Rivka as Paul Bunyan

Paul Bunyan, usually accompanied by his blue ox, Babe, is a legendary lumberjack from North American mythology. Since he’s a folk hero with reported superhuman qualities, it seemed like a perfect fit for a Rivka cosplay. (Besides, making Paul Bunyan a Jewish woman is almost as much fun as making Siegfried a Jewish woman.)

Tall tale

Rivka and her dragon are from these books, light-hearted feminist fantasy novels set mostly in the tropics. Above art by Rebecca Schauer.

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BBW violin star takes the stage in diverse NA romance

Esther, a popular young music star, is one of the lead characters in A Harvest of Ripe Figs. When her priceless violin is stolen after a performance in the capital city, the queen herself even gets involved in the search.Esther with hibiscus

She’s a fat woman depicted as pretty, healthy, and without any references to dieting or weight loss in her narrative. She even ends up at the center of a love triangle, choosing between her law student boyfriend and a friendly instrument dealer – who just happens to be one of the queen’s suspects.

In the words of nonhoration:

I don’t think I’ve ever read an author who describes fat characters as beautifully as Shira Glassman does. In most books that even bother to feature fat characters it seems like the characters are either evil, a joke or they’re somehow tragic like “she was fat but she had a pretty face” or something. I had to stop for a second while reading A Harvest of Ripe Figs because the description of Esther as a beautiful fat woman kind of knocked the wind out of me.

Esther picking hibiscus

drawings by Becca Schauer on commission.

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The press likes to pit lady musicians against each other, but that’s not how music works

Esther and Liora, the two violin stars from A Harvest of Ripe Figs. Popular gossip would paint them as rivals, but women don’t have to compete — they can work together and enhance each other, and be talented in different ways.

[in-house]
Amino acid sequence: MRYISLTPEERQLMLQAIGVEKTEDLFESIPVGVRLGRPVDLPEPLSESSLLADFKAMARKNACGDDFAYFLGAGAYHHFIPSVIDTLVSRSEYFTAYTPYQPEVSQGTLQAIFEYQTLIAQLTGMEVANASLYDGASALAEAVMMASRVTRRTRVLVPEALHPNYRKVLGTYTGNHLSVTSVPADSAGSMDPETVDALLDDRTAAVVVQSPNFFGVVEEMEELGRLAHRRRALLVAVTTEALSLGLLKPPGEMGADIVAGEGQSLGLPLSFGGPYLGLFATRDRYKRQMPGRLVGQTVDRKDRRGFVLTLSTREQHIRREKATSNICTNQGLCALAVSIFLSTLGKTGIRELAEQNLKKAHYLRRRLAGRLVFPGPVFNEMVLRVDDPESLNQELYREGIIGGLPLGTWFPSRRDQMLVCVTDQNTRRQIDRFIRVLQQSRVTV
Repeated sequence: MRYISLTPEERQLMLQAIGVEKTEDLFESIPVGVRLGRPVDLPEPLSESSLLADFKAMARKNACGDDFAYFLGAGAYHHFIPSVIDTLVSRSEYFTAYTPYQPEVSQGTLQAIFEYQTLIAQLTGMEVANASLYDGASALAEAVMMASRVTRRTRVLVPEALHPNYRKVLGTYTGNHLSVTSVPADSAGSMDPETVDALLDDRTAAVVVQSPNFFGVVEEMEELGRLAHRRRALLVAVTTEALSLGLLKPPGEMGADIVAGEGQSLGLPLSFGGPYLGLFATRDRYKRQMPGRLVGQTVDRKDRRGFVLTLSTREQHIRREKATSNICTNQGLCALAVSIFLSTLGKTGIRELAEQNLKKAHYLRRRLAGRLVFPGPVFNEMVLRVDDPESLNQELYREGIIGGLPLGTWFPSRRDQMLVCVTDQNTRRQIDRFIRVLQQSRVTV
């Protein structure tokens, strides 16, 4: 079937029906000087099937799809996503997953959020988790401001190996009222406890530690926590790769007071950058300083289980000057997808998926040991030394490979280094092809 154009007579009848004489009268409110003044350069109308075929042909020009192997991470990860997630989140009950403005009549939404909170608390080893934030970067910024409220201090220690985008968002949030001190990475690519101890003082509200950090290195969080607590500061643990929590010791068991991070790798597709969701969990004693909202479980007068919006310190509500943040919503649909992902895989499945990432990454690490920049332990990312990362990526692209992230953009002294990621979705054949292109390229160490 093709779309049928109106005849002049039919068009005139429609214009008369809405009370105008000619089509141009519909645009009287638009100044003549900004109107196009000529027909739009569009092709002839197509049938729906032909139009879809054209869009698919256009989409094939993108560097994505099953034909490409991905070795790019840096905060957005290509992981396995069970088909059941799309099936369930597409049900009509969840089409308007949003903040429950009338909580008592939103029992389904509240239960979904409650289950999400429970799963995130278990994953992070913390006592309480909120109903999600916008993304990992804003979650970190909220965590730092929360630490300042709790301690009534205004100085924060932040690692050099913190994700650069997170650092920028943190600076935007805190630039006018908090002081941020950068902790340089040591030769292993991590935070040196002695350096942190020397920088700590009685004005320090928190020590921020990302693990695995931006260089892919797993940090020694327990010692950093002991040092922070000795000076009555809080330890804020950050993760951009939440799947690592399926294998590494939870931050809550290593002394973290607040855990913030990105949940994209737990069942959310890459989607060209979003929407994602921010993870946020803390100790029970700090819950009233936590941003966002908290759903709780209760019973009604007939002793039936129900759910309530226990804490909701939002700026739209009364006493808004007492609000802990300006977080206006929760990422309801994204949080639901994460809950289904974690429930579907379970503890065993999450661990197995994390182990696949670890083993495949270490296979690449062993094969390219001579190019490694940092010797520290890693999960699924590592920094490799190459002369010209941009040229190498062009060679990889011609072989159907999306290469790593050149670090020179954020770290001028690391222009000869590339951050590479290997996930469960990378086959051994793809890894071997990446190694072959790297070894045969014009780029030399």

Esther and LioraArt by Rebecca Schauer

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Think of England: Edwardian gay suspense novel with Jewish romantic interest

If Alfred Hitchcock had made a movie where one of the two leads was an effeminate gay Sephardic Jew – snarky, intelligent, dark-eyed and handsome – and then invited us, the audience, to love him and root for him – you’d have Think of England by KJ Charles.

The plot is basically: disabled English war vet visits sinister country home to uncover whether or not the incident that destroyed his hand and his company was orchestrated by another Englishman. While there, he meets my adorable fictional tribemate, who’s after Hitchcockian goals of his own, and together they go up against certain death in hopes of exposing everyone involved.

When you start out the book the MC is very much an unreliable narrator so expect some reptilian language when describing Daniel DaSilva, the Jewish guy – but that’s okay; gentile MC learns pretty quickly how the world really works. Speaking of Jewish reptile tropes turned on their ear, it really resonated with me the way Daniel had such a thick layer of self-protective armor around him because my literal Jewish reptile, dragon-shifting wizard Isaac from my own books, is the same way. I guess when a people gets used to being attacked for literally millennia it develops a special kind of emotional armor.

I very much appreciated the way the author’s description of the MC falling slowly in love with Daniel seemed like love and not just attraction – he didn’t just obsess about his looks or his body or the way his voice sounded, but also on inner qualities like “I wish he was here so I could see his reaction to this thing”. That takes skill. Thank you, Writer.

The book has a HEA/HFN but only after Daniel does some stuff that I find personally irritating but make sense for the character. I’m not gonna go into it because I don’t think my extremely personal preferences belong in this kind of review.

Also, this is a spoiler but I don’t care because it’s important to me: buy this book because lesbians save the day. Seriously, a book where one of the leads is a gay Jew and Lesbians Save Everything (and make it out alive?) What are you even waiting for :P

(Trigger warning that the ending is a little bit like a Tarantino movie, but, hey… and trigger warning for some of the bad guys being anti-Semitic but it’s, like, trust me, it’ll be okay.)

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Snake cuddles

Look at this adorable picture of Rivka snuggling with Isaac in his python form someone called Trekkiemage drew for me!


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Jane Eyre? Jane Austen? No, it’s the girls from The Second Mango, Regency-style!

The f/f backstory in The Second Mango, done up as a Regency romance AU by Becca Schauer. So, here we have a grand estate, in which the sickly daughter of the house is falling in love with the cook who’s helping her figure out which foods she can eat safely.

Regency lesbians

Aviva is the cook, and that’s Shulamit there on the left, watching her.

(And everyone is still Jewish. There was a historical Jewish presence in London!)

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The baby princess with two moms

Happy Mother’s Day this weekend from the two-mom family in A Harvest of Ripe Figs, a fantasy novel that shows that happily ever after doesn’t mean the end of the adventures, and that there are different ways to be a mother.


Picture by puhshsquared.

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